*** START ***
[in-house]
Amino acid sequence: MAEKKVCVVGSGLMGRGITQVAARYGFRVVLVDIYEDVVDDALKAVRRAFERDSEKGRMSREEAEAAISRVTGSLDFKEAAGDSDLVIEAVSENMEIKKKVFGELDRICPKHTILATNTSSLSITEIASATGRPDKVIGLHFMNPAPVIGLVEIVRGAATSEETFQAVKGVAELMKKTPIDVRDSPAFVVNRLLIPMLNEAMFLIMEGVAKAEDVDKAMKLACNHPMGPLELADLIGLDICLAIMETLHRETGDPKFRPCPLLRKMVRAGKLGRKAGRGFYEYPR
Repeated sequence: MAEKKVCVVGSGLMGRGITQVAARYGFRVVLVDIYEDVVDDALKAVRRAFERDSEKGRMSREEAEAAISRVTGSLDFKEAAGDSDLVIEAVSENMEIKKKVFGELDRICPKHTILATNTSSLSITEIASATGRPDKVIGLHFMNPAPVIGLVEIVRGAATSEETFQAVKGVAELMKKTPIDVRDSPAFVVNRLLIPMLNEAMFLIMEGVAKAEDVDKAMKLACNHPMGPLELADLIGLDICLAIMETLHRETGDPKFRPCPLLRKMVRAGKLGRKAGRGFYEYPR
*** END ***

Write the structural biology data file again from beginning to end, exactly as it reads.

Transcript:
[in-house]
Amino acid sequence: MAEKKVCVVGSGLMGRGITQVAARYGFRVVLVDIYEDVVDDALKAVRRAFERDSEKGRMSREEAEAAISRVTGSLDFKEAAGDSDLVIEAVSENMEIKKKVFGELDRICPKHTILATNTSSLSITEIASATGRPDKVIGLHFMNPAPVIGLVEIVRGAATSEETFQAVKGVAELMKKTPIDVRDSPAFVVNRLLIPMLNEAMFLIMEGVAKAEDVDKAMKLACNHPMGPLELADLIGLDICLAIMETLHRETGDPKFRPCPLLRKMVRAGKLGRKAGRGFYEYPR
Repeated sequence: MAEKKVCVVGSGLMGRGITQVAARYGFRVVLVDIYEDVVDDALKAVRRAFERDSEKGRMSREEAEAAISRVTGSLDFKEAAGDSDLVIEAVSENMEIKKKVFGELDRICPKHTILATNTSSLSITEIASATGRPDKVIGLHFMNPAPVIGLVEIVRGAATSEETFQAVKGVAELMKKTPIDVRDSPAFVVNRLLIPMLNEAMFLIMEGVAKAEDVDKAMKLACNHPMGPLELADLIGLDICLAIMETLHRETGDPKFRPCPLLRKMVRAGKLGRKAGRGFYEYPR